Jan 6, 2019

Shutdown watch, day 16: Trump steels himself for a fight

On day 16 of the partial government shutdown, President Trump tweeted that Vice President Mike Pence's meeting on Sunday with Democratic congressional representatives had been "productive," announcing that his administration is now "planning a Steel Barrier rather than concrete."

The big picture: Trump's tweet echoes a concession first offered by acting chief of staff Mick Mulvaney on NBC's "Meet the Press" — and floated by Trump in another tweet last month. But a Democratic official familiar with the meeting blasted Trump's take, saying that it started 45 minutes late after administration officials were unprepared to justify the $5.7 billion they've requested for the wall, though the Washington Post reported that the White House drafted a letter that more specifically outlined the administration's proposals, including $800 million for "urgent humanitarian needs." The official added that no progress had been made — and no other meetings of the group had been scheduled.

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John Kelly defends James Mattis against Trump attacks

John Kelly in the White House in July 2017. Photo: Cheriss May/NurPhoto via Getty Images

Former White House chief of staff John Kelly defended James Mattis on Thursday after President Trump attacked the former defense secretary as "the world's most overrated general" and claimed on Twitter that he was fired.

What he's saying: “The president did not fire him. He did not ask for his resignation,” Kelly told the Washington Post in an interview. “The president has clearly forgotten how it actually happened or is confused."

Barr claims "no correlation" between removing protesters and Trump's church photo op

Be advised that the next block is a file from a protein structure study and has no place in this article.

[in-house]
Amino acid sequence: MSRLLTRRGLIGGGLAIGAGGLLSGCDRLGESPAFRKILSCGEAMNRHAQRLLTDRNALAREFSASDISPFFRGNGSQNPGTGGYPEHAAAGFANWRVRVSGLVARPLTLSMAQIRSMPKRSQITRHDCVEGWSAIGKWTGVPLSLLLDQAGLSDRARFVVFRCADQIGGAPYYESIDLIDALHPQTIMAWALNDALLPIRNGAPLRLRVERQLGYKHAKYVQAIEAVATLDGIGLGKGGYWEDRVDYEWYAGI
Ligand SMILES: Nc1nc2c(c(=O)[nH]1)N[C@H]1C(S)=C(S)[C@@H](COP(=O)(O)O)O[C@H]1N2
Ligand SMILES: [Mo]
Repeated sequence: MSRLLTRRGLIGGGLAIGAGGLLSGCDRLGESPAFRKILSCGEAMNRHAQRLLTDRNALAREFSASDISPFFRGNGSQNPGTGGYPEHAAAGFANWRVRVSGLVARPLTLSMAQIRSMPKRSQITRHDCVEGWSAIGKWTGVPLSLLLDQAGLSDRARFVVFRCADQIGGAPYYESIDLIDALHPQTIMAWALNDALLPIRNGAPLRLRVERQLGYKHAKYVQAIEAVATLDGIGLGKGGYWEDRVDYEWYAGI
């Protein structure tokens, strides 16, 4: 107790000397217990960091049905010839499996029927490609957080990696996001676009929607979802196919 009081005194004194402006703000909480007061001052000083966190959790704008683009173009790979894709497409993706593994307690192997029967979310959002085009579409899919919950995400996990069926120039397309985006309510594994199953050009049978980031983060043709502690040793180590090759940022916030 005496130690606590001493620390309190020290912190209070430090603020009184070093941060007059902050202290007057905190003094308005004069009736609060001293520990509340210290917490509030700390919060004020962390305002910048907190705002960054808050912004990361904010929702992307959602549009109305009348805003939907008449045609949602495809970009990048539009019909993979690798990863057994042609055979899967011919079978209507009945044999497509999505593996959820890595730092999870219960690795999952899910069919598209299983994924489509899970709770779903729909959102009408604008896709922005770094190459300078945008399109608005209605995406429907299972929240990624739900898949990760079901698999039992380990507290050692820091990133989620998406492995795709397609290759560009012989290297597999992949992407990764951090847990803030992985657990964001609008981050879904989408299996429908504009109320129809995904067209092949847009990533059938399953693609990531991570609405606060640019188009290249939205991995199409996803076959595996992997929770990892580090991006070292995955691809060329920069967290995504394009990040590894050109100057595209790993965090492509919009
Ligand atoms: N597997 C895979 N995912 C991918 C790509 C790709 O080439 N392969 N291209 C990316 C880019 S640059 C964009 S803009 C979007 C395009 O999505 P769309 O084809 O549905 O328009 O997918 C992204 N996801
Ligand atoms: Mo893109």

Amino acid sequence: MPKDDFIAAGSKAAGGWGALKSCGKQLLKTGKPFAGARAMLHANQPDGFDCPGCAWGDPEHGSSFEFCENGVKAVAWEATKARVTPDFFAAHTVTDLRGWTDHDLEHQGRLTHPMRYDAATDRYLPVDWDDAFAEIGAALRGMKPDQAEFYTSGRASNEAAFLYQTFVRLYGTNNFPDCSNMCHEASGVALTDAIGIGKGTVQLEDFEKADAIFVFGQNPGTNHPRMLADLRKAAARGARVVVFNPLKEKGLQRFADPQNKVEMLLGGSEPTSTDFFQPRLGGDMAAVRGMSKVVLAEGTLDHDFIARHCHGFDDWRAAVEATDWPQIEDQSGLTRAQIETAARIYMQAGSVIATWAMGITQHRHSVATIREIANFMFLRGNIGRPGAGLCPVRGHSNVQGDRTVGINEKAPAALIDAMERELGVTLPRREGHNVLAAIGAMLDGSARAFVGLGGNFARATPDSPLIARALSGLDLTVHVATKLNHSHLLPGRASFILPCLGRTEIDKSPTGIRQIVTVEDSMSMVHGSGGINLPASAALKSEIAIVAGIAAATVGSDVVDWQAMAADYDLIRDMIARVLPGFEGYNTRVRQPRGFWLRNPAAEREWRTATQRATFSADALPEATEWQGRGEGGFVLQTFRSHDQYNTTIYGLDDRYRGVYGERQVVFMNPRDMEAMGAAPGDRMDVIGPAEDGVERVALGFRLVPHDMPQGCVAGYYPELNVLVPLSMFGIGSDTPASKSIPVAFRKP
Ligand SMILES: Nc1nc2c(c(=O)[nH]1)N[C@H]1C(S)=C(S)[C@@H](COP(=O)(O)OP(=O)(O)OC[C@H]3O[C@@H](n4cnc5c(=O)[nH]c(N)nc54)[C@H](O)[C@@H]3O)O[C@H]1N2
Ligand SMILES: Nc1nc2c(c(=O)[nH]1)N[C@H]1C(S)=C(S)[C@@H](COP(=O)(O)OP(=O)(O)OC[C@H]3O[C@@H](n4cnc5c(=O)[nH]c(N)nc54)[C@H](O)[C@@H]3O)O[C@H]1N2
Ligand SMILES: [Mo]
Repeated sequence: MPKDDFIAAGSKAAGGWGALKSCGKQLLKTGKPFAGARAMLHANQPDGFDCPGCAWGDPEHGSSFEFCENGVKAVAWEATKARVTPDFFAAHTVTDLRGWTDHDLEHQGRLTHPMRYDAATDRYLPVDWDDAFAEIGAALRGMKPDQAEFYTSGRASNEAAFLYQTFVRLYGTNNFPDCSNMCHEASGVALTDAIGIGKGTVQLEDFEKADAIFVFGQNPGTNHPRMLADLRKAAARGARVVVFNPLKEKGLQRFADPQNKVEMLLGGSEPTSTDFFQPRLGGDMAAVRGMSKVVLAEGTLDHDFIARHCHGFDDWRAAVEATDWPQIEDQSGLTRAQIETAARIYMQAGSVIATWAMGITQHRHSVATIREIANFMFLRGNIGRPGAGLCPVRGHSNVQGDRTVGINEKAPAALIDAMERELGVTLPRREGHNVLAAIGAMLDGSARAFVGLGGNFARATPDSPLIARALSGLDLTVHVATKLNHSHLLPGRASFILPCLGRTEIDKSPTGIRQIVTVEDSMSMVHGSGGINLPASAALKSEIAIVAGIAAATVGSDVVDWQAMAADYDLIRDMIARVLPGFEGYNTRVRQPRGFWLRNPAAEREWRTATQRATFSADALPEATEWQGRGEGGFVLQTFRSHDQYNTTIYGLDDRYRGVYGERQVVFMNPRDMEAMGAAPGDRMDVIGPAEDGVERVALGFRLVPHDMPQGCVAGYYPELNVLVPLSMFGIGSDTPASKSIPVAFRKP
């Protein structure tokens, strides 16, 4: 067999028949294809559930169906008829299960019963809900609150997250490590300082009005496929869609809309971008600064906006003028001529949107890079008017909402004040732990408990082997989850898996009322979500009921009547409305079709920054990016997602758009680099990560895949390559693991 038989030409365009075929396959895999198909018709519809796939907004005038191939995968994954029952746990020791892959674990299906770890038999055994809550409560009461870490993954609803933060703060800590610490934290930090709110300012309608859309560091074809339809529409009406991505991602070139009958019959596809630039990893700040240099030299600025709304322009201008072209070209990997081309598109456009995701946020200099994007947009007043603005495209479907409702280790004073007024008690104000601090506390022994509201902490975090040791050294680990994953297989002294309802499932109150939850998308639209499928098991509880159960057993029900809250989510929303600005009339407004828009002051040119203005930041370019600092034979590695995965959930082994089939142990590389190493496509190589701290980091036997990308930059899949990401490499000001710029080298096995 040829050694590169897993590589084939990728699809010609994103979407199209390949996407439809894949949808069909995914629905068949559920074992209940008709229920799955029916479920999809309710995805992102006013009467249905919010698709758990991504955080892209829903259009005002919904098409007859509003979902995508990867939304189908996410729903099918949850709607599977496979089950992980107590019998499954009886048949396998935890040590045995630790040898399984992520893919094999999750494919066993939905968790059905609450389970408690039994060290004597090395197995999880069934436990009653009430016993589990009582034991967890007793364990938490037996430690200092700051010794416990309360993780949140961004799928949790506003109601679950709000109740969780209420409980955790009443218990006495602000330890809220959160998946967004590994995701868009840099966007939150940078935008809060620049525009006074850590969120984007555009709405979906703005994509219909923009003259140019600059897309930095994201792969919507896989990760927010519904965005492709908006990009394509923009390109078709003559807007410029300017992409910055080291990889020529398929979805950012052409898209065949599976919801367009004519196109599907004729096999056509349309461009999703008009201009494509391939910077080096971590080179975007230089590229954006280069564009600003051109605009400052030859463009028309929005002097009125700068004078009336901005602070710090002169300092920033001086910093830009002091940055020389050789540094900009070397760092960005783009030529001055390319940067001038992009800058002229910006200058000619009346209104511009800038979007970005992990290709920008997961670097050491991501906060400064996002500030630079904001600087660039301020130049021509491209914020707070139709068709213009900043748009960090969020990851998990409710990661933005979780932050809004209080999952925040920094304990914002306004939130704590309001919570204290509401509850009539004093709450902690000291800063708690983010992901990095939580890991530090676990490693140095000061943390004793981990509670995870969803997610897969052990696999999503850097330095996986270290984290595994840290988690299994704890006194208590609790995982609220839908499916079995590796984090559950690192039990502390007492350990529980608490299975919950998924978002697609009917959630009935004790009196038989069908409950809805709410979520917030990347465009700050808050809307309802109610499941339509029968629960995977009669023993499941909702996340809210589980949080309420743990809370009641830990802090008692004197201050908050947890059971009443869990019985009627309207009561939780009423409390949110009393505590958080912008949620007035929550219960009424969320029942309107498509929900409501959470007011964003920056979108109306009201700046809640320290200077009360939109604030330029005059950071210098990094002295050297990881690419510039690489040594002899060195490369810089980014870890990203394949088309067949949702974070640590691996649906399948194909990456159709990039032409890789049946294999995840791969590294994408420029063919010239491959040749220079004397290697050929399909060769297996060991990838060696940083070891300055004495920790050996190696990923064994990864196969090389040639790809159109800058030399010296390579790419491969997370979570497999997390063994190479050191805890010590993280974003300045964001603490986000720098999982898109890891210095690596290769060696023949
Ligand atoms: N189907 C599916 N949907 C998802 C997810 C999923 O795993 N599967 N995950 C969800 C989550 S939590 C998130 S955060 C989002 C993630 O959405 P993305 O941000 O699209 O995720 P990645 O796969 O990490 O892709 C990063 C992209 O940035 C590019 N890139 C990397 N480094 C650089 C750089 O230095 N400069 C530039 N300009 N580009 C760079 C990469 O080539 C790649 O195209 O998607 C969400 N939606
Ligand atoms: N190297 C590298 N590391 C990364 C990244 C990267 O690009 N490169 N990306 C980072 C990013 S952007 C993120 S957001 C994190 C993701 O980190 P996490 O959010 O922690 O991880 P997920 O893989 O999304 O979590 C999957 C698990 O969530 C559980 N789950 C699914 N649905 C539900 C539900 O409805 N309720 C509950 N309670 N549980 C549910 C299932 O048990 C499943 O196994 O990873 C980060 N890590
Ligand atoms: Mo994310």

Attorney General Bill Barr said at a press conference Thursday that there was "no correlation" between his decision to order police to forcibly remove protesters from Lafayette Park and President Trump's subsequent visit to St. John's Episcopal Church earlier this week.

Driving the news: Barr was asked to respond to comments from Defense Secretary Mark Esper, who said Tuesday that he "did not know a photo op was happening" and that he does everything he can to "try and stay out of situations that may appear political."

Updates: Cities move to end curfews for George Floyd protests

Text reading "Demilitarize the police" is projected on an army vehicle during a protest over the death of George Floyd in Washington, D.C.. early on Thursday. Photo: Yasin Ozturk/Anadolu Agency via Getty Images

Several cities are ending curfews after the protests over the death of George Floyd and other police-related killings of black people led to fewer arrests and less violence Wednesday night.

The latest: Los Angeles and Washington D.C. are the latest to end nightly curfews. Seattle Mayor Jenny Durkan tweeted Wednesday night that "peaceful protests can continue without a curfew, while San Francisco Mayor London Breed tweeted that the city's curfew would end at 5 a.m. Thursday.